Well, folks. It’s been a hell of a year, hasn’t it?
I feel like since 2016, every year has been “the longest year ever” (or maybe 2016 itself has just been the longest year ever and is still going on). But I really do feel like 2022 has taken the cake so far. We have an ongoing major land war in Eastern Europe involving a nuclear-armed totalitarian imperialistic aggressor, fascist anti-LGBTQ terrorism running rampant in the United States, and everything else bad that you could imagining kicking off all over the world. It’s been an exhausting year that’s felt more like a decade than 365 days. With the state of things, it’s understandable that some folks may be feeling very burned out, grim and dour about our future and the future of the world in general.
As many of you well know, I oppose doomerism in all its forms – for a variety of reasons, but if for nothing else out of spite and a desire to spit in the universe’s eye. I do still truly believe we can make the world a better place – though that will require a great amount of blood, sweat, and tears on our parts. But I recognize things will likely get worse before they get better. I too, still go through periods of being discouraged or temporarily or tactically “doomer” even if I still have hope in the long run. It’s understandable and inevitable as a human being.
It was in one of those slumps recently when I started thinking about what I wanted my last essay of 2022 to be. Thinking about how I felt in that moment and how others felt at home and abroad, I decided maybe what folks might need is a reason to keep going. We spend so much time being bombarded with media meant to break our will and get us to give up whatever struggle we’re involved in to make things suck less, that we could do with a few explicit words of encouragement. Everyone needs a reason to keep up the struggle in whatever form that takes, against the forces that would seek to bring destruction and despair to all corners of the earth. In so many words, sometimes we need to be reminded of the answer to the question “why we fight” or “why should we fight?” That’s what I’m hoping to give you in this last essay of the year before I go sleep for two weeks straight and hope things are better when I wake up.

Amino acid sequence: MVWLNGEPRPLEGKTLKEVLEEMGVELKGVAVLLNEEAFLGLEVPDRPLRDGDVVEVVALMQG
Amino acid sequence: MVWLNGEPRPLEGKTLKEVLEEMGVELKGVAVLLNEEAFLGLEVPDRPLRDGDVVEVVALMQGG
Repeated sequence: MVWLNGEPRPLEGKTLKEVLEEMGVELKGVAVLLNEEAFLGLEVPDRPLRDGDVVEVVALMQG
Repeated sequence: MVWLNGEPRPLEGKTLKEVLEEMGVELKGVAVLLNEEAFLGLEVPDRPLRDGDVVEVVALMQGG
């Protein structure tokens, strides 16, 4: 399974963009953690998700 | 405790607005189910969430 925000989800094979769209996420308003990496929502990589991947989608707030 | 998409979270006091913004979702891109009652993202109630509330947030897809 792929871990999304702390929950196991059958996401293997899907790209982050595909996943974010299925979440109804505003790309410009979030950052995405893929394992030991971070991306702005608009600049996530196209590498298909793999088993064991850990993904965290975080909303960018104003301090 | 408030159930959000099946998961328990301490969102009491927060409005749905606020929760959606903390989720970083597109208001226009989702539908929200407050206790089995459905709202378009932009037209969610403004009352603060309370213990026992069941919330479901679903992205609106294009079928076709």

The Thing That the Essay Title Promised You
So, I’m going to do you all a favor right now (you’re welcome). I’m going to give you the bottom-line up front(ish) so if you just want the basic takeaway of this essay and don’t feel like reading the rest, you got it:
We fight because we’re worth it.
Whether its ourselves, or our friends and loved ones and others who matter to us, we all have inherent meaning and value as people. As we go about our daily lives, we all have the capacity to create and do amazing and beautiful things in the course of our existence; things that make ourselves and all those other people we care about feel a wide array of positive emotions. Whether it’s writing a book or drawing a picture or even just hanging out with someone and telling them a joke or a funny anecdote and making them laugh or taking the time to listen to them if they’re having a bad day, we all have the capacity to do things that make living worth it – both for ourselves and for others. In a way, it’s the world’s most positive feedback loop.